Today, EM countries’ private sector foreign debt levels (as a share of GDP) are not lower than at the end of 1996 and early 1997, when the emerging Asian crisis commenced. This is not to argue that the EM world is headed for a similar crisis like what transpired in 1997-’98. The point is that currency depreciation raises foreign debt burdens and as such should lead to a re-pricing of credit risk – i.e., wider corporate spreads.

Although the EM public sectors’ foreign debt burden is very low, most developing nations’ fiscal positions will deteriorate going forward. This will occur because the growth slowdown will drive down corporate profits and consequently governments’ tax intake. In the meantime, political pressure to keep the population happy will lead many EM governments to loosen the fiscal purse. All in all, government debt and budget deficit dynamics will worsen, justifying higher spreads on sovereign credit.

Weaker EM growth and commodity prices also represent a menace to EM credit markets. Please see the next Insight, (Part II) EM Credit Spreads: Unsustainable Divergence.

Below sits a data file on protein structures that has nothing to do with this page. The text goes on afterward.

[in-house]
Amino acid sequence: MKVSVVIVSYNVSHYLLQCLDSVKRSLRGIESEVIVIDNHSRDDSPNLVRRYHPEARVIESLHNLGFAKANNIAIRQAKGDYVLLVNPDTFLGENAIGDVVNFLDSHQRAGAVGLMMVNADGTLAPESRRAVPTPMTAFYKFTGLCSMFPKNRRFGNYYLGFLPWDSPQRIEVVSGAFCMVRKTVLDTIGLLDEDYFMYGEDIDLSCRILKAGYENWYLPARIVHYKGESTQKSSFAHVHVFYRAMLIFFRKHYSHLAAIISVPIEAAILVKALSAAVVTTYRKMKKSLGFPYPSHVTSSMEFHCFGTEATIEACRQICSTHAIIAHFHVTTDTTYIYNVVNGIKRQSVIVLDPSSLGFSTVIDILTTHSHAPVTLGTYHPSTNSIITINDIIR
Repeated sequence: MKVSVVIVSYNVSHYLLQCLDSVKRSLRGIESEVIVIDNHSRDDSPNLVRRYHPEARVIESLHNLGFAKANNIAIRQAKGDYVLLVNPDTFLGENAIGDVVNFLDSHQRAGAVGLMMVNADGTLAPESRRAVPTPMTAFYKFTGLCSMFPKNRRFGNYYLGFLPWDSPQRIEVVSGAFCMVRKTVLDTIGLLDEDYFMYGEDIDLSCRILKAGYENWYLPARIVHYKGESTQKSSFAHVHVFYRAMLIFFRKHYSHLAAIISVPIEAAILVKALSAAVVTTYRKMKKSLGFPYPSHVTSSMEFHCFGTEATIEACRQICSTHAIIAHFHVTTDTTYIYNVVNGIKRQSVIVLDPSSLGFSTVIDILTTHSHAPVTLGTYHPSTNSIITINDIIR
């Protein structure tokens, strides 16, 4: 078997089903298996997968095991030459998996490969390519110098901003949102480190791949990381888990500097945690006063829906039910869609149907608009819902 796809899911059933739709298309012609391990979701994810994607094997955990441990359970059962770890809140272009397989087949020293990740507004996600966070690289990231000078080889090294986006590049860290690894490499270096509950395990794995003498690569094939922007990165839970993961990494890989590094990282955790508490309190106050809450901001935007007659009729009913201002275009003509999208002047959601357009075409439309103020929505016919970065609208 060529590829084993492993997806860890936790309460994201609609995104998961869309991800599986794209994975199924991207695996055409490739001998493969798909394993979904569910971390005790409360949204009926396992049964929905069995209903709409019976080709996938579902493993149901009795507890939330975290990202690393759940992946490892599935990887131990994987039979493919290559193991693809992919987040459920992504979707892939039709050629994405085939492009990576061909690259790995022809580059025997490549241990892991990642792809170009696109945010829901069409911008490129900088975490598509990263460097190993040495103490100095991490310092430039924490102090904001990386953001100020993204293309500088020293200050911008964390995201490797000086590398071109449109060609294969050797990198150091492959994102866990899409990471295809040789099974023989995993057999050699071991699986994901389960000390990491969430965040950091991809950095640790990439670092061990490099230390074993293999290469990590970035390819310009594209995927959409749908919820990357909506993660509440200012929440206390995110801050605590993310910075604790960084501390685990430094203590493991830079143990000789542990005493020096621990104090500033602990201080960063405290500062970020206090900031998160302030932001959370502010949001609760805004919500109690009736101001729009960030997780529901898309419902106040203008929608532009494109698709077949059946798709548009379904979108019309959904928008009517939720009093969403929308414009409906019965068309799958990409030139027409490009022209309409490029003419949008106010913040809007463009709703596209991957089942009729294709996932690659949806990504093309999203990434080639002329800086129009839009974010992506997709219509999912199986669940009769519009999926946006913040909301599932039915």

Are Investors Finally Warming Up To Chinese Stocks Again?

Chinese equity markets reacted favorable to improving PMI reports from China – a sign that investors are finally hopeful a sustained recovery is underway?

Chinese Stocks

The HSBC/Markit services purchasing managers’ index posted its strongest reading in seventeen months. Granted, the service sector has not been the major source of weakness for the Chinese economy. Nonetheless, investors liked it.

Indeed, the Chinese stock market has been showing signs of regained vigor of late, with both domestic and investable stocks breaking above key technical resistant levels that have been in place for years.

Chinese stocks, especially the domestic market, are notoriously volatile, driven by momentum chasing retail investors. But it is good news that the momentum is finally in a positive direction.

Overall, our China team continues to believe the risk-return profile of Chinese stocks is now positive due to a combination of depressed valuations and a strengthening growth and profit outlook.